Moshi Moshi: Banana Yoshimoto

My first Banana Yoshimoto book, so I walked into this one with very few expectations. I assumed there would be romance and the story of women's lives, which there was, but besides that, this was all a surprise to me.

So, we have a Yoshie, a young woman in Tokyo, whose father has just died/been killed/committed suicide, in a strange lover's tryst gone wrong. Her mother, unable to handle the ghosts of the old apartment, pushes her way to live with her daughter, and they battle their way through their pain, using the atmosphere of the new neighborhood, along with food and new friends to help.

  I felt slight hints of Murakami in Yoshimoto's writing. There seemed to be heavy meaning in setting, like going to a new location may be a journey into the character's mind. However, here it is much more subtle, which could have been great, but I think it fell short of creating a universe that made any real sense that could be pulled apart and read into more.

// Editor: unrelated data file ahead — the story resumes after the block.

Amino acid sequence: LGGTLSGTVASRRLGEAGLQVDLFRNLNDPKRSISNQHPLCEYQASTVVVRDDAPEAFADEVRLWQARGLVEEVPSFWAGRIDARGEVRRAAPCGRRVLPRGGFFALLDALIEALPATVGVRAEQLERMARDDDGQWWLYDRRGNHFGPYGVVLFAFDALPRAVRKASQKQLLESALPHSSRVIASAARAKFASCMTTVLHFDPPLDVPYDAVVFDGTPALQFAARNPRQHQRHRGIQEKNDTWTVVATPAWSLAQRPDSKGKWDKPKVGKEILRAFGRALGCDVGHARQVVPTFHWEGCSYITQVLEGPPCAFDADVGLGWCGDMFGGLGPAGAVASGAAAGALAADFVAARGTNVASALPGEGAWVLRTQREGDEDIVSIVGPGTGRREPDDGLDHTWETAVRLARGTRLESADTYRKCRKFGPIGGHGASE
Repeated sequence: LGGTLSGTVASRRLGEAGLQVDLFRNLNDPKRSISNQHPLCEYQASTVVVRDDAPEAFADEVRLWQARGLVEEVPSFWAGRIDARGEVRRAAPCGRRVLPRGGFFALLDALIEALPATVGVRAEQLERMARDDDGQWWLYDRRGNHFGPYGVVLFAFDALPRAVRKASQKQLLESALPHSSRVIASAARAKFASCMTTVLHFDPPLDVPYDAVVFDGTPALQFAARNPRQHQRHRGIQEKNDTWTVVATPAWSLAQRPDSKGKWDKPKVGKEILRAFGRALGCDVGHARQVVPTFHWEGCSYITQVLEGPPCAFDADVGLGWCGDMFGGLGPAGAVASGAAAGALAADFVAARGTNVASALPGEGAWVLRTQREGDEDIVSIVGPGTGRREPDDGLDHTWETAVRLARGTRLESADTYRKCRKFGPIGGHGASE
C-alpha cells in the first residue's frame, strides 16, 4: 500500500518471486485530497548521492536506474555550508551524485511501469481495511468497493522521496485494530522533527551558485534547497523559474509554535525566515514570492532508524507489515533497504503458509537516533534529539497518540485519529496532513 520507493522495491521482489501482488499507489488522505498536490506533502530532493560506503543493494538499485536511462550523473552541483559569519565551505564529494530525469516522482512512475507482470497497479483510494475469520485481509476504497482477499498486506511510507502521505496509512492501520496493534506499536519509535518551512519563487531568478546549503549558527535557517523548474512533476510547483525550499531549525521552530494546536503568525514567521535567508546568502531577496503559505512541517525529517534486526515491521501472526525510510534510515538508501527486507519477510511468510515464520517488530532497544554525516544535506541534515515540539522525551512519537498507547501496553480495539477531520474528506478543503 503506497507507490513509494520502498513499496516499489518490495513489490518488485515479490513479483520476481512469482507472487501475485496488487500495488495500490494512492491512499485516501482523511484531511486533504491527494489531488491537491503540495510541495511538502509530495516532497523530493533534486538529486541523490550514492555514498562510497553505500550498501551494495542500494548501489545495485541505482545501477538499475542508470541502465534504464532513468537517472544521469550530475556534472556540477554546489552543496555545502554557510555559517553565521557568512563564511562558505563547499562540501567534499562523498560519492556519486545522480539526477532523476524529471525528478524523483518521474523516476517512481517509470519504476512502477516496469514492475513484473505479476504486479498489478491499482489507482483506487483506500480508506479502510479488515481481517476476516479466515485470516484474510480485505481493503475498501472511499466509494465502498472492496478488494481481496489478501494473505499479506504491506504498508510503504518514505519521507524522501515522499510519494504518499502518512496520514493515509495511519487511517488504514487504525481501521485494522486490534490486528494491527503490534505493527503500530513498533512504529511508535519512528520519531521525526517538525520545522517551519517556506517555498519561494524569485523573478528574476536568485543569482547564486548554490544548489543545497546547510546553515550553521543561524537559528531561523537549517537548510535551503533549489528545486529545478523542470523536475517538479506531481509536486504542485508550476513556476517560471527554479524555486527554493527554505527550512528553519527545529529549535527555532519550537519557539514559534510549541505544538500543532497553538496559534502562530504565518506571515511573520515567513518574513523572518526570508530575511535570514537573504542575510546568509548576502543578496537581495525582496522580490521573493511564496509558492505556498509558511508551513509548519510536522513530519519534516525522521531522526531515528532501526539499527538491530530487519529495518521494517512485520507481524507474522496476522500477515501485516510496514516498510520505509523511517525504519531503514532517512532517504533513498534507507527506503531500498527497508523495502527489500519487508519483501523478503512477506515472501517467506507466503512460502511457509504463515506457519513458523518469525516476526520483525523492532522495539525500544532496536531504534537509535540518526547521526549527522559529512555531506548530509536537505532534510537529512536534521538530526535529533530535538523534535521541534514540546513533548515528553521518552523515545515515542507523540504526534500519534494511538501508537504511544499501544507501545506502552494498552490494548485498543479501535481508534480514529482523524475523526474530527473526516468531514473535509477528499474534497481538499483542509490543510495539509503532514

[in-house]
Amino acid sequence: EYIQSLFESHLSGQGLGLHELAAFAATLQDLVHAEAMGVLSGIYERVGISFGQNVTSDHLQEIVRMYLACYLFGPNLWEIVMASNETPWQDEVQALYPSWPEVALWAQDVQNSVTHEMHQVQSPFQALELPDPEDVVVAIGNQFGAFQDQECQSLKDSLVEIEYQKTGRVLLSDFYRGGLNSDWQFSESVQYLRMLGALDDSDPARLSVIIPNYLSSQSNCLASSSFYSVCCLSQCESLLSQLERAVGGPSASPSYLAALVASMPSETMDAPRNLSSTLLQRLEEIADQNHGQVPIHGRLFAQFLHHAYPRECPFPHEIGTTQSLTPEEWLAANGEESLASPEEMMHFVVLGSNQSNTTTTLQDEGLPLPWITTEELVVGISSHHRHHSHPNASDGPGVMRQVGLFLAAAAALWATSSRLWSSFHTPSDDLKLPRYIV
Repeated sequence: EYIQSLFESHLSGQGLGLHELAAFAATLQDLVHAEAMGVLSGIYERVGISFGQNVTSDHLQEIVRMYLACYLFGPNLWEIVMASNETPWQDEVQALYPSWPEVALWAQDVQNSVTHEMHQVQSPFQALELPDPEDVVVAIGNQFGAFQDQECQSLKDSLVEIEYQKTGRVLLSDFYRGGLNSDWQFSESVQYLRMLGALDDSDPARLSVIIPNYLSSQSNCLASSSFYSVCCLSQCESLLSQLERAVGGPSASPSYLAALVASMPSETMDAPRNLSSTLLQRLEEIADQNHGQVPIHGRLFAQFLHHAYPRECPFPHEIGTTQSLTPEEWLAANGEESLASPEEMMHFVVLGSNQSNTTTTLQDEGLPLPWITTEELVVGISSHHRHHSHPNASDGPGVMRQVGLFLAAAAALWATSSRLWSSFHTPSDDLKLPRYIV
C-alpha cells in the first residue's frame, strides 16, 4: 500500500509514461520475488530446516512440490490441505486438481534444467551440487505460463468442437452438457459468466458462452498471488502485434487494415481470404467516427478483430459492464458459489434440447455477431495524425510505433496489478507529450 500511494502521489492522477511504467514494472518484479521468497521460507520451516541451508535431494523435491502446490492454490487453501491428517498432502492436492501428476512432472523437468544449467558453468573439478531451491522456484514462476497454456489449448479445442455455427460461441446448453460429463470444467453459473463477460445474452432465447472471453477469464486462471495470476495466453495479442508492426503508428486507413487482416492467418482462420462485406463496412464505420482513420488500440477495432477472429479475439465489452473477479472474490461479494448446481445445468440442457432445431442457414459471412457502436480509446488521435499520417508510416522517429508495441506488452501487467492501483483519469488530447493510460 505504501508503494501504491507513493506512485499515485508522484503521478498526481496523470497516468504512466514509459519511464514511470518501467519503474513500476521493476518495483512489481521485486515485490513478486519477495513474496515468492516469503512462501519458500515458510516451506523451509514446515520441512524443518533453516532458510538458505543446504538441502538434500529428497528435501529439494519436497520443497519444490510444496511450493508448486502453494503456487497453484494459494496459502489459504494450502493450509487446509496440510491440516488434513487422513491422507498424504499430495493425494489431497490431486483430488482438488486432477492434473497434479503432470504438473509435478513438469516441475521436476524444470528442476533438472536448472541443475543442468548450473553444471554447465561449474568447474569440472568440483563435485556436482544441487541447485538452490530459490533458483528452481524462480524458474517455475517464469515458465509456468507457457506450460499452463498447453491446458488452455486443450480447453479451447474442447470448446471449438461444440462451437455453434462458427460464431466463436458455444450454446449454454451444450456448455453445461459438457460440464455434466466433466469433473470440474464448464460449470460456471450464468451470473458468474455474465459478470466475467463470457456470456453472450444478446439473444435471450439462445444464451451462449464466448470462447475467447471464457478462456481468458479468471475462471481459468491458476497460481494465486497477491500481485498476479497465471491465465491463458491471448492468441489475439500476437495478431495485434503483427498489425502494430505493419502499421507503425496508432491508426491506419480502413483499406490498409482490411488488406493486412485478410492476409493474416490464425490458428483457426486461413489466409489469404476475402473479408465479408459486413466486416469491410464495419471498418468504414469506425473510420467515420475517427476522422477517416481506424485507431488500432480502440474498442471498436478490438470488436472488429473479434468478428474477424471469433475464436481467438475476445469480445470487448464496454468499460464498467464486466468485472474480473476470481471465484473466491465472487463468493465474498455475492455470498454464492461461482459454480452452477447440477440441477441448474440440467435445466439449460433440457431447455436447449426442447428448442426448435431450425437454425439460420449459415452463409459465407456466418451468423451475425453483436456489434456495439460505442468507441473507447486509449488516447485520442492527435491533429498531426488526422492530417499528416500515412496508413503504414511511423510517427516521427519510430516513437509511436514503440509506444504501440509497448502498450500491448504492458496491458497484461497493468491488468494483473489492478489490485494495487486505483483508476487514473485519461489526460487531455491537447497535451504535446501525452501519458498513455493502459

Along with that, I wasn't a fan of the over-explanation used here. The main character would often think something out, and then say what she had been thinking. It felt repetitive, meaningless, and as if the writer didn't trust her readers to make any inferences on their own.

   So, is it so possible that this book is so gendered that it's beyond me? Do you need to know what it is to be a woman to have this fall into place? Maybe. However, I have always felt that a good book allows everyone to understand the life of the characters presented. That is the job of the book, to teach us, and allow us to feel things and see things that we never could. Here, I didn't ever understand the characters motives.

  On the positive side, this book created a true empathy within me as I read it. I couldn't imagine how to handle the mother, what happened to the father, and everything else, but I didn't feel any satisfaction with the ending. The character told me things were better, which contradicted everything I was reading.

Last, the translation had numerous English mistakes and irregularities, very odd for a major writer, and I wonder if a more practiced translator could have made this a better book. For this reason, and the positives that I did see in the book, I will likely read Kitchen in the near future and give Banana a fair shake.

Pick up a copy;

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